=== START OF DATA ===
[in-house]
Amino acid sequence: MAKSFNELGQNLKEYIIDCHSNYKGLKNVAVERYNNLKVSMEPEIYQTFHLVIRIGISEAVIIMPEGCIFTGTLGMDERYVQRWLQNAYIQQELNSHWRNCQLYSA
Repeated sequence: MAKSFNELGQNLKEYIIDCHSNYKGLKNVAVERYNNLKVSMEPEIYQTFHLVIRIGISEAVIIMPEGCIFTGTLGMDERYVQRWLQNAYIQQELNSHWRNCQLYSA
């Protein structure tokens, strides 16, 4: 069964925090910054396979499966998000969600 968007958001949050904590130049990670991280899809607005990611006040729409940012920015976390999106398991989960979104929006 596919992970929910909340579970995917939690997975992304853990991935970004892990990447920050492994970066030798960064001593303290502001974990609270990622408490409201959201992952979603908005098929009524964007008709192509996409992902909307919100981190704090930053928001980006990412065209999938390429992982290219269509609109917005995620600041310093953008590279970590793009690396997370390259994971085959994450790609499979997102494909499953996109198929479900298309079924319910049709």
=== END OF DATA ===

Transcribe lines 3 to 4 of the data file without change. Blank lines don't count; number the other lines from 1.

Repeated sequence: MAKSFNELGQNLKEYIIDCHSNYKGLKNVAVERYNNLKVSMEPEIYQTFHLVIRIGISEAVIIMPEGCIFTGTLGMDERYVQRWLQNAYIQQELNSHWRNCQLYSA
């Protein structure tokens, strides 16, 4: 069964925090910054396979499966998000969600 968007958001949050904590130049990670991280899809607005990611006040729409940012920015976390999106398991989960979104929006 596919992970929910909340579970995917939690997975992304853990991935970004892990990447920050492994970066030798960064001593303290502001974990609270990622408490409201959201992952979603908005098929009524964007008709192509996409992902909307919100981190704090930053928001980006990412065209999938390429992982290219269509609109917005995620600041310093953008590279970590793009690396997370390259994971085959994450790609499979997102494909499953996109198929479900298309079924319910049709």